Please use this identifier to cite or link to this item: https://hdl.handle.net/1959.11/26689
Title: Associations between reduced telomere length, depressed mood, anhedonia, and irritability in prostate cancer patients: Further evidence for the presence of "male depression"?
Contributor(s): Sharpley, Christopher F  (author)orcid ; Christie, David R H  (author); Bitsika, Vicki  (author); Agnew, Linda L  (author)orcid ; Andronicos, Nicholas M  (author)orcid ; McMillan, Mary E  (author)orcid 
Publication Date: 2018-03
Early Online Version: 2017-08-30
DOI: 10.1002/pon.4547
Handle Link: https://hdl.handle.net/1959.11/26689
Abstract: The link between chronic stress and depression has been established for some time.1 Major physical illness represents such a chronic stressor, and people who suffer from such illnesses have been shown to be at an increased risk of developing depression.2 Perhaps, one of the most feared of all illnesses is cancer.3 Among Australian men, the most common form of cancer is prostate cancer (PCa).4 Meta-analytic data indicate that PCa patients suffer depression at a prevalence of 18.44% following treatment,5 several times higher than the 3% to 4% prevalence in men of similar ages from the general population.6 Depression in PCa patients adds to their overall disease burden and may also impede their recovery from PCa.7 Although most of the endpoints that have been measured in studies of depression in these men have been associated with medical and surgical costs, plus mortality,7 the links with the wider biological consequences of this elevated depression are also of value when formulating a comprehensive model of PCa depression.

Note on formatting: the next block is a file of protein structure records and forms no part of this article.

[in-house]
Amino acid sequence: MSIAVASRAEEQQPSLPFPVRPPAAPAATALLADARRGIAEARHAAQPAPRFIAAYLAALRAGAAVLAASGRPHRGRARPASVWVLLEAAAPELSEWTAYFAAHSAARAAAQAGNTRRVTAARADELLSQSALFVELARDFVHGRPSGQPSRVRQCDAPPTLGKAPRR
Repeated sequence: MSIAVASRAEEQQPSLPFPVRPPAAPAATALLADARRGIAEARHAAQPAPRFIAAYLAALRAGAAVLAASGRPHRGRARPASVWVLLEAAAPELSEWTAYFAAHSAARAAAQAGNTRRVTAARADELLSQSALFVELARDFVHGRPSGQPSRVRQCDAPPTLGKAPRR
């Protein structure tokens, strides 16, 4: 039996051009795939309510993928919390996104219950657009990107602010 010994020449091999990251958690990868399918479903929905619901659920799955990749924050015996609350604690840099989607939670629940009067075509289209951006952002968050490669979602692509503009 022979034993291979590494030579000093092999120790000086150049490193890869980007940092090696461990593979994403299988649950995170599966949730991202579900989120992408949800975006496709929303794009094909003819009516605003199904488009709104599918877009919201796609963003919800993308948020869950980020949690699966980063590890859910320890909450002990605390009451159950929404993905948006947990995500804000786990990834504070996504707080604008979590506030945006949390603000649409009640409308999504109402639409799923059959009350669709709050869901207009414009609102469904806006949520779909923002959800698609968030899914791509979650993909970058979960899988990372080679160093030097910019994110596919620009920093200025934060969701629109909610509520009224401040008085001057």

Publication Type: Journal Article
Source of Publication: Psycho-Oncology, 27(3), p. 1072-1074
Publisher: John Wiley & Sons Ltd
Place of Publication: United Kingdom
ISSN: 1057-9249
1099-1611
Field of Research (FOR): 110999 Neurosciences not elsewhere classified
111203 Cancer Genetics
Socio-Economic Outcome Codes: 970111 Expanding Knowledge in the Medical and Health Sciences
Peer Reviewed: Yes
HERDC Category Description: C1 Refereed Article in a Scholarly Journal
Appears in Collections:Journal Article
School of Science and Technology

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